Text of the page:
Annotations and comments

Nate Lockwood has posted 41 annotations/comments since 10 April 2013.

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About Wednesday 23 March 1663/64

Nate Lockwood  •  Link

RSGII: Is the 'sister destroyer' by any chance the USS Frank Knox DD-742? I was on site for a couple of days while they attempted to get her off. Celestial navigation could be difficult in the South China Sea. Coincidently it was said that a new cocktail appeared in Pearl Harbor - the Knox on the Rocks.

About Tuesday 15 March 1663/64

Nate Lockwood  •  Link

Why would Tom and Sam have not learned French in school? Sam studied until he had a speaking knowledge of Latin and at least some Spanish and could probably read ancient Greek which I assume he knew before attending University. It's multiplication and division (and probably some other arithmetic) he had to learn later as those are tools of merchants and not particularly suitable or necessary for gentlemen).

About Tuesday 8 March 1663/64

Nate Lockwood  •  Link

Urea in urine has a low ph and breaks down with ammonia as one of the products so was used for cleaning. It was used to remove hair from hides and the Romans used it to whiten teeth. I read something some time ago that suggested that indigenous women of Greenland or Iceland (can't remember which) used it to wash their hair.
My physician advised me to use a lotion for my skin, gave me a brand name and told me that the important thing was the urea in the lotion as it 'dissolves' dead skin. It does help but I don't think I'll try to save money by collecting my urine and using instead.

About Thursday 17 December 1663

Nate Lockwood  •  Link

Some time ago, but less than a decade I think, I read about a study that compared the length of marriages (before divorce) vs. ages of the couple in societies that supported both arranged marriages and (presumably) love marriages. If the couple were under about 26 arranged marriages were longer lasting but above that age love marriages lasted longer. I think that around 25 - 26 years of age men tend to have become more mature, less impulsive, etc.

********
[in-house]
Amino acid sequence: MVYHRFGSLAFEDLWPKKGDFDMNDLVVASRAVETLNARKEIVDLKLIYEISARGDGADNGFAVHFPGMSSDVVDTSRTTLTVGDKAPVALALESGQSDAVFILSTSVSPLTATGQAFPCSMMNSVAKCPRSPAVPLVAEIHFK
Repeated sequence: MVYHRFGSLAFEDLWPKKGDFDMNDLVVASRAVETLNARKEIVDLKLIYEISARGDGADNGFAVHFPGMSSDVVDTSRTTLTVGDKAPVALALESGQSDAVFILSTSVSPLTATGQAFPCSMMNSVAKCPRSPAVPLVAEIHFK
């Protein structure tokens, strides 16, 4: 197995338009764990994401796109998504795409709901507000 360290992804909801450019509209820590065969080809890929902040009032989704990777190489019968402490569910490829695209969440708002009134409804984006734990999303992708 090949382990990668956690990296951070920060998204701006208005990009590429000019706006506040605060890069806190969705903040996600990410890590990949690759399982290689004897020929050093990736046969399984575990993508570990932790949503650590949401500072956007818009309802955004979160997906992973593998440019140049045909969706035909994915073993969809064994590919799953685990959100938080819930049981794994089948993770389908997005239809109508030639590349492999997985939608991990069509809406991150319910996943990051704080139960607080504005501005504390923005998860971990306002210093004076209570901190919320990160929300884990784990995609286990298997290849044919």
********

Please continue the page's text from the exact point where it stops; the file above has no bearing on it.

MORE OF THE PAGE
About Thursday 22 October 1663

Nate Lockwood  •  Link

Were there stereotypes then of women being poor in arithmetic?

AFAIK arithmetic was considered a skill needed by tradesman, useless and beneath for most other men then and for at least another century or so. Education? Not so much for women of the leisure class.

I don't know what was considered arithmetic at the time but I expect numerate people were expected to be able add and subtract, but multiplication, division, etc. were advanced skills.

About Wednesday 1 April 1663

Nate Lockwood  •  Link

A "live oak" is one that is not seasonally deciduous; it has green leaves all year long. Where there are several species of oaks 'live oak' may be contrasted with "black oak" which are seasonally deciduous and, at least in Southern California, really do look black in the winter. In California live oaks are said to have year around access to water whereas black oaks may not and consequently drop their leaves in the colder, dry, early winter. Quercus agrifolia leaves are small and stiff, which are adaptations to our hot dry summers and fall. Live oaks can grow at any time of year so have the potential of growing larger than their cousins.

About Saturday 14 February 1662/63

Nate Lockwood  •  Link

Hanging wild fowl or aging beef decomposes the connective tissue when lysosomes in the cells break down releasing many kinds (~50) of enzymes that break down biological tissues; I don't think bacteria play any part.

Beef is butchered, lysosomes break down tissue, and the cuts are allowed dry which concentrates the flavor. I doubt if fowl tend to dry. As the beef dries a fungus may grow on the surface and produce a crust. Aging is also a way of preserving beef so that it may be stored. IIRC dried beef has been mentioned in the diary.

I've eaten reconstituted beef produced this way in Brasil, it's a specialty of the Brasilian state of Minas Gerais, and is quite tasty.

About Thursday 12 February 1662/63

Nate Lockwood  •  Link

I first learned of Castile Soap in a chemistry class. We made the soap and then added gasoline to make napalm. While production napalm is not made from castile soap the 'palm' comes from palmitic acid (a constituent of palm oil). I believe that the 'na' relates to Sodium (Na).